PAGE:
In 2009, NOAA awarded $6.1 million in economic stimulus money to Penobscot River Restoration Trust to help fund removal of the Great Works project. The allotment was part of $167 million in NOAA awards announced June 2009.
In the summer of 2009, scientists began collecting baseline monitoring data around the three dams that can be compared with data that will be collected after dam removal work begins. Monitoring will be conducted in 2012 and 2013 (during dam removal) and in 2014 and 2015 (to measure the early effects of dam removal on the restoration of fisheries and on changes in geomorphology, water quality, wetlands and marine nutrients).
And in June 2010, FERC accepted the surrender of these three hydro project licenses, clearing the way for the trust to remove Great Works and Veazie.
Great Works will be the first dam removed, and final engineering designs for this work are complete. The work is scheduled to take place from June to November 2012. Removal of Veazie Dam is anticipated to occur in 2013 and 2014.
In June 2010, FERC issued a draft EIS endorsing the surrender and decommissioning of the 4.6-MW Kilarc-Cow Creek project on Old Cow and South Cow creeks in Shasta County, Calif.
Pacific Gas and Electric Co. began the process to relicense the project in 2002 but concluded in 2004 that the cost of the protection, mitigation and enhancement measures for the resources affected by the project would outweigh the economic benefit of generation over the life of a new license, resulting in an uneconomic source of power for its customers.
Consequently, in March 2005, PG&E entered into the Kilarc-Cow Creek Project Agreement signed by eight other parties, including resource agencies and nongovernmental organizations. PG&E agreed not to file an application for a new license by the statutory deadline of March 27, 2005, and instead support project decommissioning. In exchange, the other signatories agreed to support a scope of decommissioning that would address specified subjects but provide PG&E with the flexibility to address those subjects in a cost-effective manner.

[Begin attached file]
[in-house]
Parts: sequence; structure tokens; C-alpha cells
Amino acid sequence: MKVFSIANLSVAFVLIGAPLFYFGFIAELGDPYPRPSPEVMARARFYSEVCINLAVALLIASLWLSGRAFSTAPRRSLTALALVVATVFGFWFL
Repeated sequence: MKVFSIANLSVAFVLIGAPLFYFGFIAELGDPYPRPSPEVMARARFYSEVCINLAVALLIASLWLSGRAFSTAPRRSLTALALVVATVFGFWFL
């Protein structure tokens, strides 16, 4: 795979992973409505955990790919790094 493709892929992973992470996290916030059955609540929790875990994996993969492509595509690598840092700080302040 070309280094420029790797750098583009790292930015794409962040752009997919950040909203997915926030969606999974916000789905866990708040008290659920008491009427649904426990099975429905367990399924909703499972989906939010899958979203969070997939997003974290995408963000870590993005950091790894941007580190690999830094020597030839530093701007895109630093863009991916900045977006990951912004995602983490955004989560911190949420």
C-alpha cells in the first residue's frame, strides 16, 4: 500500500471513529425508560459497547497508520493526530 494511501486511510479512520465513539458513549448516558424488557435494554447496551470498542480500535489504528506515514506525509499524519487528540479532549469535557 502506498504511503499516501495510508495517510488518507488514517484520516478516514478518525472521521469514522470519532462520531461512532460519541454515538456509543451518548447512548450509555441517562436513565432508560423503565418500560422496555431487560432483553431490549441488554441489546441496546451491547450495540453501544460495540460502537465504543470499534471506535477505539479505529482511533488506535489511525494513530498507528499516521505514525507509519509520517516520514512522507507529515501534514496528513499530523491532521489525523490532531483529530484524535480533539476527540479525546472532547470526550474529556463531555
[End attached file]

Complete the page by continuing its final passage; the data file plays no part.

Once the deadline passed for PG&E to file an application for a new license, FERC invited other entities to file a notice of intent to obtain a new license to operate the project. One entity filed an NOI but failed to file an application within the 18-month timeframe. Thus, in March 2009, the company filed an application to surrender its license for Kilarc-Cow Creek.
The project consists of two forebays and five diversion dams, 20 canal sections, flumes, tunnels, spillways, one siphon, two penstocks and two powerhouses. The project generates 31,300 MWh annually.
In its 2009 license surrender application, PG&E proposed to remove the diversion dams and allow for free passage of fish. The utility proposed to leave in place some abutments and foundations to protect stream banks and provide grade control. PG&E also proposed leaving in place the historic powerhouse structures, with an option of their preservation. The utility would remove turbine-generators and other equipment.
In the 2011 final EIS, FERC estimates the cost of decommissioning the project at $9 million. Benefits include restoring natural flows and improving water quality in the Old Cow and South Cow creeks and tributaries, enhancing aquatic habitat in the current bypassed reaches for resident and anadromous species. Adverse impacts identified in the final EIS include the socioeconomic effects to a group that uses water discharged from the Cow Creek powerhouse for irrigation and loss of aquatic habitat in the 4.5-acre Kilarc and 1-acre Cow Creek forebays.
In August 2011, FERC issued a final EIS supporting, with staff modifications, the proposed decommissioning. The California Water Resources Control Board is reviewing potential environmental impacts of the project, which is required before FERC can issue an order to decommission.
To add your comments you must sign-in or create a free account.
Hydro Review's goal is to provide readers with reliable, relevant information on the issues and challenges encountered in the hydro industry. Hydro Review offers practical, useful information, helpful examples, and constructive guidance...